Saturday, September 15, 2007

John Constable Portrait of Harriet Rhudde 1818

John Constable (1776-1837) One of England's best landscape painters and a member of the Royal Academy. Profile of Harriet Rhudde painted in watercolor on card. John Constable married Harriet Rhudde's niece, Maria Bicknell, and this portrait was probably painted in East Bergholt in 1818. The high back bonnet she wears was popular between 1815 and 1825, and the bonnet together with the details of the dress are consistent with a portrait date of 1818. The hallmarked frame engraved "Harriet Rhudde Died 1854" and housing the profile and white silk moire reverse under glass was made by C&W Pt. and assayed in London in 1818.

The wealthy Rev. Dr. Durand Rhudde (1735-1819), married Mary Shergold (1738-1811) in 1760 and had a son about whom seemingly nothing is known and two daughters: Marria Elizabeth born August, 22 1761 and Harriet whose birth date is unknown. Dr. Rhudde recieved a Doctorate of Divinity from King's College, Cambridge, and in 1763, he became vicar of St. Thomas, Southwark. According to the May 1819 edition of The Gentleman's Magazine, "Dr. Rhudde was a zealous and conscientious Divine, and throughout the long period of his existence lived much respected and esteemed." He followed in the footsteps of his father John Rhudde (1704-1778), who was vicar of Portesham and Weymouth pictured below in a 1757 mezzotint after (Solomon?) Williams held in the collections of the National Portrait Gallery, London.

On June 1, 1795, Harriet married Edward Farnham (1753-1835) of Quorndon House in Leicestershire. Farnham was a wealthy landowner and the only brother of the Countess of Denibigh. They had a son, Edward Basil, and two daughters, Sarah Ann and Mary Eliza. In 1815 Edward Farnham became High Sheriff of Leicestershire. Harriet died on July 27, 1854. Her sister, Maria Elizabeth, married Charles Bicknell in 1787 at St. George Hanover Square, London and had a daughter, Maria Elizabeth Bicknell. John Constable proposed marriage to Miss Bicknell in 1811, but her grandfather, Dr. Rhudde objected to the union. That same year Constable painted a water color on paper portrait of East Bergholt Church (now housed in The Lady Lever Art Gallery, Port Sunlight, UK; pictured below), where Rhudde had been rector since 1786, and his mother gifted the picture to Dr. Rhudde. The elderly reverend remained unswayed and sent payment for the painting along with a letter of gratitude in order to dissolve any obligation to the painter.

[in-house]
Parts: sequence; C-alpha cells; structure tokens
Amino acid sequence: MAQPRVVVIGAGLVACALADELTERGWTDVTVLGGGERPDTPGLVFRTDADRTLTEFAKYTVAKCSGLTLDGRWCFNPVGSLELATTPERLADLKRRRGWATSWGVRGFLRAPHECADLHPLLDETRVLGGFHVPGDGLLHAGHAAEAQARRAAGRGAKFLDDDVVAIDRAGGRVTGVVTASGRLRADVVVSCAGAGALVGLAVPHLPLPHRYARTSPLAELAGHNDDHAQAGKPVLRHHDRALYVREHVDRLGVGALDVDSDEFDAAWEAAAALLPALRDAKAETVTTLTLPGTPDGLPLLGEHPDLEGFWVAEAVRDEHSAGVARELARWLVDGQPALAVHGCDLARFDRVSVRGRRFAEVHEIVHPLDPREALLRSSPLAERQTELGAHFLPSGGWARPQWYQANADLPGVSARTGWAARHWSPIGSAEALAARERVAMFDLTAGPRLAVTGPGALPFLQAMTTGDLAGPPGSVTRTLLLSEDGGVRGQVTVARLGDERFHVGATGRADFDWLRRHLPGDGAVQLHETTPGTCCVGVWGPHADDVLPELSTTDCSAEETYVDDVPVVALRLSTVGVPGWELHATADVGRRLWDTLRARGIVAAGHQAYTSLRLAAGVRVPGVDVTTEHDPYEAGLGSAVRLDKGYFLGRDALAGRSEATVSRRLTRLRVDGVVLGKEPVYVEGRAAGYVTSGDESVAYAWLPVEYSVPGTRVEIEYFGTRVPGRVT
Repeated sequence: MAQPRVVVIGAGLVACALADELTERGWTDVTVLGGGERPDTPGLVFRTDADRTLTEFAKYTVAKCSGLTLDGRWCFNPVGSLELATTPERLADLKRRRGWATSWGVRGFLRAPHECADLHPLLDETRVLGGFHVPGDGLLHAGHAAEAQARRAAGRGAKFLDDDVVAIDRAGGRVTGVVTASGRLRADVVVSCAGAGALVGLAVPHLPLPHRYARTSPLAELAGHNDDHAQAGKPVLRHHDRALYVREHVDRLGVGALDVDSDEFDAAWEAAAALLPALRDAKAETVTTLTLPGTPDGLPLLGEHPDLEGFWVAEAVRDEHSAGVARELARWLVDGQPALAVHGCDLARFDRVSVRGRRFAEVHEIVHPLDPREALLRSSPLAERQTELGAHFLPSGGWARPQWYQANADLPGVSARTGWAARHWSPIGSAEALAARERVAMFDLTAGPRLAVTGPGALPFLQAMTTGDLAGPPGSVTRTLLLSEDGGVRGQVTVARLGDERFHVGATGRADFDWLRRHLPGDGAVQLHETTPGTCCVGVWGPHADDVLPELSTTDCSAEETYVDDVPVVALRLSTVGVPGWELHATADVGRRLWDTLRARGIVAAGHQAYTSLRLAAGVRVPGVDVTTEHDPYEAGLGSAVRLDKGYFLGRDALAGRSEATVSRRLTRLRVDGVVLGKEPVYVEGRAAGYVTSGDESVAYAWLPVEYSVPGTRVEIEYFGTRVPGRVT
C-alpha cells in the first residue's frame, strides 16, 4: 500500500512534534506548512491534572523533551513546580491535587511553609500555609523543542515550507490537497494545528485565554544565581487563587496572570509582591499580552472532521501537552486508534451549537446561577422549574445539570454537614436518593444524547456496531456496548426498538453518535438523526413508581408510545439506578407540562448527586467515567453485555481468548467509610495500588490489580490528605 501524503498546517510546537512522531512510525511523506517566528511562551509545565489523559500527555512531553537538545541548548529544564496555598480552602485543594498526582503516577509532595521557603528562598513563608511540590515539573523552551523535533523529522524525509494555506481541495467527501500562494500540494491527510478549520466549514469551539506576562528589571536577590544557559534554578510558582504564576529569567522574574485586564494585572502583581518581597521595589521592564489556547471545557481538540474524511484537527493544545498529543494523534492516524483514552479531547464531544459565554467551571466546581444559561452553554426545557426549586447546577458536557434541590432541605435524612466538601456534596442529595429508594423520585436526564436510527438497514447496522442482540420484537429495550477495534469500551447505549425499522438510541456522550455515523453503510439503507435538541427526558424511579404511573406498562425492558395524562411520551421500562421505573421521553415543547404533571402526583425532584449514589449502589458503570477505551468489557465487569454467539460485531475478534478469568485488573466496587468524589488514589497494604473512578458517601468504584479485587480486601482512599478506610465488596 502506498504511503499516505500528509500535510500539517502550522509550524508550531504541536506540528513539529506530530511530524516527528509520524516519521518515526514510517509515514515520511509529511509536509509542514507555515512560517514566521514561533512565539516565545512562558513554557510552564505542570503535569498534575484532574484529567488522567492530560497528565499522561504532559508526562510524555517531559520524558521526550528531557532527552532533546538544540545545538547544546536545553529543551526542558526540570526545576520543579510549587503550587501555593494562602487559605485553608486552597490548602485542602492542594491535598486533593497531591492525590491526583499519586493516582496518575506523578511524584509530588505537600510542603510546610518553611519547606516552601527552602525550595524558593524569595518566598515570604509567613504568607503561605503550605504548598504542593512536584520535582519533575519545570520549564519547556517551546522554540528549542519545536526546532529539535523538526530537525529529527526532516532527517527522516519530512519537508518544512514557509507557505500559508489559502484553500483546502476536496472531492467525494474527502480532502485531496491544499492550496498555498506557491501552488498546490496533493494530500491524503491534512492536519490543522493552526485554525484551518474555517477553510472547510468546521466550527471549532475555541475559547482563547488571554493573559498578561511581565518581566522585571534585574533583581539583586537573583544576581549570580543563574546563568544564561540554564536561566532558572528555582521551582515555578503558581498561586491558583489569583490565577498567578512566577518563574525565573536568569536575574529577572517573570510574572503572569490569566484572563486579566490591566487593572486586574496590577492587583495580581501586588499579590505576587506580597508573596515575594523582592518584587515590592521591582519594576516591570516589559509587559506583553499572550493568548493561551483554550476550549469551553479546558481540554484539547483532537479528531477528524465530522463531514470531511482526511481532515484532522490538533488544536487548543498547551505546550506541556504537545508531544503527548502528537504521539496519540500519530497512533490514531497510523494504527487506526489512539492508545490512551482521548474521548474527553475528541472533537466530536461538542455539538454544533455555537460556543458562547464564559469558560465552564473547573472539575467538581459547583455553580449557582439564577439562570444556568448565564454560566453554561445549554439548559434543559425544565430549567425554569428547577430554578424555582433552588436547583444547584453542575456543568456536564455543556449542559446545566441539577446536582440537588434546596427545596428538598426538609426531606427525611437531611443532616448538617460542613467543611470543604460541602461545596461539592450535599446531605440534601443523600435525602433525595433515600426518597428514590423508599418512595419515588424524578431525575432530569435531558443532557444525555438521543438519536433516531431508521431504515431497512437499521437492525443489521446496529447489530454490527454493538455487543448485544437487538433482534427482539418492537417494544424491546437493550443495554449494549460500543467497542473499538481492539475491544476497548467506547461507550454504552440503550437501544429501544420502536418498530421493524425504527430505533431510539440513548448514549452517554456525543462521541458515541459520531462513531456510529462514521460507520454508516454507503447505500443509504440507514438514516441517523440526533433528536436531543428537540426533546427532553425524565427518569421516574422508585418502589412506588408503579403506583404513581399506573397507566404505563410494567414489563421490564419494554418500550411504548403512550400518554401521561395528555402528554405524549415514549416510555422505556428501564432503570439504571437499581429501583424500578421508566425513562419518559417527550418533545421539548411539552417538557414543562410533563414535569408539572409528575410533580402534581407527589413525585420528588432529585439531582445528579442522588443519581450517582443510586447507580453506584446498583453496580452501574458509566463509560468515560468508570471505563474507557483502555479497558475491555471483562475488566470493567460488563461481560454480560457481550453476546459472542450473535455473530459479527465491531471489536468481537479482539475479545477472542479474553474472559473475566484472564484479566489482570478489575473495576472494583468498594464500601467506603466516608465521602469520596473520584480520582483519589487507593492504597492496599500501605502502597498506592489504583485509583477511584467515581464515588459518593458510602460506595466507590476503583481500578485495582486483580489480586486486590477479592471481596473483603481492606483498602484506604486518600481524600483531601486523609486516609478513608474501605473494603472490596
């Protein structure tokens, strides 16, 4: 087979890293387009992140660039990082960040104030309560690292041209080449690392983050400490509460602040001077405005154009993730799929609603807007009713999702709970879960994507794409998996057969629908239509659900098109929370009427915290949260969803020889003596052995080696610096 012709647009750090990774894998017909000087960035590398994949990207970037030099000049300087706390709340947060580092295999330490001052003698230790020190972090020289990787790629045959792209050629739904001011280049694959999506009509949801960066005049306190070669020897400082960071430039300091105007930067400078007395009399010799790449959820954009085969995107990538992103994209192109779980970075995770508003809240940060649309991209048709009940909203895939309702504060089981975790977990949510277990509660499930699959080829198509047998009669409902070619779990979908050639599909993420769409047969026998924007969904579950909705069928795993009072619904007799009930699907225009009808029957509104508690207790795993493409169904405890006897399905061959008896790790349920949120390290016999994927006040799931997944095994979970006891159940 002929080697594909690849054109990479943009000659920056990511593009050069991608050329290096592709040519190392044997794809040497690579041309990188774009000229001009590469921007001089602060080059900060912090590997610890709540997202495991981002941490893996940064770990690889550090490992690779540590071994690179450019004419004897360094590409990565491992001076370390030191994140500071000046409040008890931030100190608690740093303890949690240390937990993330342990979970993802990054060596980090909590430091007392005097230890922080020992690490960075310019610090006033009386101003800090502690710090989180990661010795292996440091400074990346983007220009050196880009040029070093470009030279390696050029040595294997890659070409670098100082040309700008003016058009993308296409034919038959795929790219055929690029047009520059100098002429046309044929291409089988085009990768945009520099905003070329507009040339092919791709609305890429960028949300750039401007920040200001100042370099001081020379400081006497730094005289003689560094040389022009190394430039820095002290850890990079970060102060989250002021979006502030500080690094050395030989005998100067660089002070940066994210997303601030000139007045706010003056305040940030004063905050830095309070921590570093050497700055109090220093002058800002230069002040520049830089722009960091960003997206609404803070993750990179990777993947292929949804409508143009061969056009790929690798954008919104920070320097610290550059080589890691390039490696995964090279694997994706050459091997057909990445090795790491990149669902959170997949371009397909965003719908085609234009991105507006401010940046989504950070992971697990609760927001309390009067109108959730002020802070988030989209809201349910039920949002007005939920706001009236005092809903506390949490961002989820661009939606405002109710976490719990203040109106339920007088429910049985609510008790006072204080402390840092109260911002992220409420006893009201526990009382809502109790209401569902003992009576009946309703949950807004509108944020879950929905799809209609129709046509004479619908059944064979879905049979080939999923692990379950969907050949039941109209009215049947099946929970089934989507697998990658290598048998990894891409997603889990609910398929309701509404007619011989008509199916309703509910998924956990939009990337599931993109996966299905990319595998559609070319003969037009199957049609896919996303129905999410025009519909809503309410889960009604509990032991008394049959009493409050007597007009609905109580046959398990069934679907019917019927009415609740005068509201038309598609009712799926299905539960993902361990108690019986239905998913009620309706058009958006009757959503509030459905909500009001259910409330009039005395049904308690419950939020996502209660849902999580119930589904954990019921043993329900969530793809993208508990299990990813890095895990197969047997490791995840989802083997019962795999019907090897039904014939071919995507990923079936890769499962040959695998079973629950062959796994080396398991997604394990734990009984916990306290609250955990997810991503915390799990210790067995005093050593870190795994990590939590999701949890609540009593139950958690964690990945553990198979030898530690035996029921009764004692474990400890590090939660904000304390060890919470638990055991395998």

Maria's father object to his daughter marrying a painter with little money and few prospects, and Dr. Rhudde threatened to disinherit the Bicknells, if they were unable to prevent the marriage. Harriet Rhudde Farnham likewise appears to have been against the marriage either because she shared her fathers opinion or for mercenary reasons - a change to the Reverend's will would have benefited her children. John earned money through this long interval of courtship by painting portraits, which held little interest for him, and which he viewed as an unwanted distraction from landscape painting. In a letter to Maria, he complained of his commission to copy the portrait of Lady Heathcote, "she will not sit to me though she wants many alterations from the original--but I can have prints, drawings and miniatures, locks of hair to do without end." Despite the objections of her father, aunt, and maternal grandfather, Maria and John married on October 2, 1816 at Saint Martin In the Fields, Westminster, London. John painted the portrait of his fiancee shortly before their marriage (pictured below). Within in a year or two, the tensions between the Contsables and the Rhudde and Bicknell families appear to have calmed significantly. John traveled to East Bergholt in 1818 to sell his father's house, and he brought his painting supplies intent on garnering portrait commissions for additional income. While there, he likely painted this portrait of "Aunt Farnham" in an effort to further improve family relations. Maria and John had seven children and inherited £20,000 from the estate of Charles Bicknell upon his death in 1828. Unfortunately, Maria died of consumption on 23 November of that same year. John mourned his wife for the remainder of his life, and described her as his "departed Angel...a devoted, sensible, industrious religious mother who was all affection."

John Constable Self Portrait, Pencil on Paper, 1806; Tate Collection

John Constable Portrait of Harriet Rhudde's niece, Maria Constable (nee Bicknell), Oil on Canvas, 1816; Tate Collection


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